The farcical June 7, 2010 judgement of the Bhopal Chief Judicial Magistrate (CJM) handed down to the disaster accused by treating them like VVIPs in the court and bailing them out in the same breath in which the two-year prison term was announced gave the wily Chauhan the idea of setting up the Commission for Kochar who was not even retired by then. The Commission started functioning nearly a year after the chief minister’s announcement to constitute it.
The terms of reference announced by the government were laudable enough: the commission was asked to inquire if the rules and regulations were complied with while setting up the Union Carbide plant, if adequate measures were taken by Union Carbide to prevent mishaps, and if adequate safety measures were installed by Union Carbide for the disposal of the hazardous waste after the 1984 disaster. More importantly, the Commission would inquire into the role of the State government (then headed by Arjun Singh) and others in the arrest, release and in providing safe passage to Union Carbide chairman Warren Anderson, and any other matter arising out of or incidental to these issues.
Had Kochar been honest about his assignment, he would have first tried to procure the documents collected by the first judicial commission which then chief minister Arjun Singh had constituted to assuage the worldwide outrage over the disaster. Once the public anger had subsided, the judicial commission was wound up. But in the eight or nine months that the commission was functional, it was said to have collected documents running into thousands of pages from various parties involved, including the statement of the Union Carbide India Limited (UCIL), the subsidiary of the Union Carbide Corporation (UCC), which was directly responsible for operating the pesticide plant in Bhopal.
Kochar did not even show the honesty to take up, at least so far, the first part of the terms of reference, that is, if the rules and regulations were complied with while setting up the Union Carbide plant and if adequate measures were taken by Union Carbide to prevent mishaps and also for the disposal of the hazardous waste. While the US courts have dealt at length with how the Union Carbide Corporation had chosen to opt for substandard safety measure for its Bhopal plant in contrast with the first class technology used at its Virginia plant, not much has been revealed about the compliance of rules and regulations in setting up the Bhopal plant. Kochar, it seems, was wary of antagonising some powerful politicians and bureaucrats who had gone out of their way to help the Union Carbide executives.
A senior bureaucrat (now retired) had, for instance, ordered removal of all factories and commercial activities including such as vehicle repair workshop, saw machines, and dairies from the Chhola area of Bhopal as it was strictly a residential area. The same bureaucrat in his dual capacity as the Director of Town and Country Planning and the Administrator of Bhopal Municipal Corporation had granted special permission, in July 1973, to Union Carbide to set up in the same area the pesticide plant which was the source of the havoc in 1984. The bureaucrat, once virtually the hatchet man of Arjun Singh, is now considered close to the BJP and RSS leaders.
The Commission has only been wasting its time in the Warren Anderson saga about which hardly any new fact is likely to emerge as too much has already come out in newspapers, in courts and otherwise. Some of the key factors involved, like Rajiv Gandhi and Arjun Singh, are no more. Others, like then Bhopal Collector Moti Singh and Police Superintendent Swaraj Puri, have either deposed before courts or given out their versions in various interviews. Moti Singh has even written a book detailing his role in the so-called arrest and release of Anderson. Kochar is biding his time by listening to the depositions of Swaraj Puri, Moti Singh and smaller fries who were on duty at the time. He even went to the absurdity of issuing a notice to Warren Anderson asking him to travel from his quiescence in the US to Bhopal to depose before the Kochar Commission working from a small house in a little known locality. At one stage, Kochar even bullied the Bhopal CJM to get unauthorisedly the original file of the proceedings in an on-going Warren Anderson-related case.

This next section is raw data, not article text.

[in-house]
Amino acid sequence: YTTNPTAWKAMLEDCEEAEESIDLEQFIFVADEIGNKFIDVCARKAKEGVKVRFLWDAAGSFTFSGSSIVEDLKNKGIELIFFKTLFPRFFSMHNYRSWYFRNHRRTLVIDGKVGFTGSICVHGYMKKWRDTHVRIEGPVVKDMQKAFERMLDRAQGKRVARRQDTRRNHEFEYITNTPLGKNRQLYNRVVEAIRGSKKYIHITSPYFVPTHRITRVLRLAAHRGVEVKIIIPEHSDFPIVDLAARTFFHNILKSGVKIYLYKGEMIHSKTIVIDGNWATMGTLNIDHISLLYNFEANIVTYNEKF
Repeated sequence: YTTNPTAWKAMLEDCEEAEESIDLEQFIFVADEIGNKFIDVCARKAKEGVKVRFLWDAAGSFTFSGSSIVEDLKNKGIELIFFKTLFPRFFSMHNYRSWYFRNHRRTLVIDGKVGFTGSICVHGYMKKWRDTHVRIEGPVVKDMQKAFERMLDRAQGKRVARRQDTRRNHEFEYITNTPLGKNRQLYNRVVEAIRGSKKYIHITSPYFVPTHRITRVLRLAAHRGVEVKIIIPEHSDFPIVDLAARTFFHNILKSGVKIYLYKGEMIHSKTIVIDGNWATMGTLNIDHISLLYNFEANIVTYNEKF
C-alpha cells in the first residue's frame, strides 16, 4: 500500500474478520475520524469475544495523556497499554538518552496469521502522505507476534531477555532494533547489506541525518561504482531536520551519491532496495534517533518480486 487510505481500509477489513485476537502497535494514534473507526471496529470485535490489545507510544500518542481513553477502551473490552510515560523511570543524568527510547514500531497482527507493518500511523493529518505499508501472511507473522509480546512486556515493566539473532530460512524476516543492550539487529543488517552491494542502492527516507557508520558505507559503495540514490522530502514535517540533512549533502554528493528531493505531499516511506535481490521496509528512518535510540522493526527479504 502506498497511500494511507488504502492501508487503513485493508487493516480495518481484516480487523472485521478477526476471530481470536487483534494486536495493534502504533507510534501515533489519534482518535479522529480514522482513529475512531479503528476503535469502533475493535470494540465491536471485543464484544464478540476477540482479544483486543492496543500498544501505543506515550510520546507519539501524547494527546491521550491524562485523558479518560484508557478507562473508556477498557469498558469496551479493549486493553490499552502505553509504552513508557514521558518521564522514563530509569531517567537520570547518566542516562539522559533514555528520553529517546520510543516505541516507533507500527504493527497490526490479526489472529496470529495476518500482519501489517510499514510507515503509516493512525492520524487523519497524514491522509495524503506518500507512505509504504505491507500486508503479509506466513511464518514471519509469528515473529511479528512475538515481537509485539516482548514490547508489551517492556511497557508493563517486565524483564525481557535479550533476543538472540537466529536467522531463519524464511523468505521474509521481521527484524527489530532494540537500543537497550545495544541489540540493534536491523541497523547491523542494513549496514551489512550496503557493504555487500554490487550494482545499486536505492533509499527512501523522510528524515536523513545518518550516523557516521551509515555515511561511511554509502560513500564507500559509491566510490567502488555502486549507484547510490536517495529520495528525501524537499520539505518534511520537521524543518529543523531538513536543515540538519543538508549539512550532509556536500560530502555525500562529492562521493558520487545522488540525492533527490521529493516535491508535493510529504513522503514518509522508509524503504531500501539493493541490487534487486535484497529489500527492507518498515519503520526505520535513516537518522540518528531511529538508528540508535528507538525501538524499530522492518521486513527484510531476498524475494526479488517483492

One does not expect that the Kochar Commission will be able to unravel any new facts about the arrival, arrest, release and ceremonial departure of Warren Anderson. All it can do is to give a new lease of life to the controversy later this year when the Assembly elections are due and Shivraj Singh Chauhan will be seeking the third term in office.
Madhya Pradesh governor Ram Naresh Yadav, who has kept State Congress leaders in perpetual despondency by his bonhomie with chief minister Shivraj Singh Chauhan, has sprung a surprise by directing him to keep a check on the anarchic Akhil Bharatiya Vidyarthi Parishad (ABVP) activists. They are indulging in unlawful activities and polluting the academic atmosphere in the State, the Governor’s stern letter to the CM says.
The immediate provocation for the Governor’s ire was the recent incidents of rowdyism by the ABVP activists on the Bhoj University campus. The Governor has created a real problem for Chauhan who is terribly afraid of the ABVP activists.
Chauhan had virtually lost his sleep when six hard-core ABVP activists were arrested for the murder of Ujjain Professor H S Sabharwal. The chief minister had a 20-minute one-to-one talk with Vimal Tomar, one of the six accused then in police custody. Chauhan had then allowed the police and forensic investigations subverted to ensure acquittal of the ABVP leaders.
As the witnesses (even the policemen who were eye-witnesses) started turning hostile, the murdered Professor’s son Himanshu knocked on the doors of the Supreme Court. A division bench comprising Arijit Payasat and D K Jain stayed the proceedings in the Ujjain court and asked the BJP government of the State, through its counsel: “What action have you taken against those police officers who resiled from their earlier statements? Would not the trial be a mockery if your police officers turned hostile? Our anxiety is that every police officer will be given a clean chit. We have seen what has happened in the Best Bakery case.”
If Chauhan did not care for the Supreme Court, will he care for the Governor’s direction, one wonders.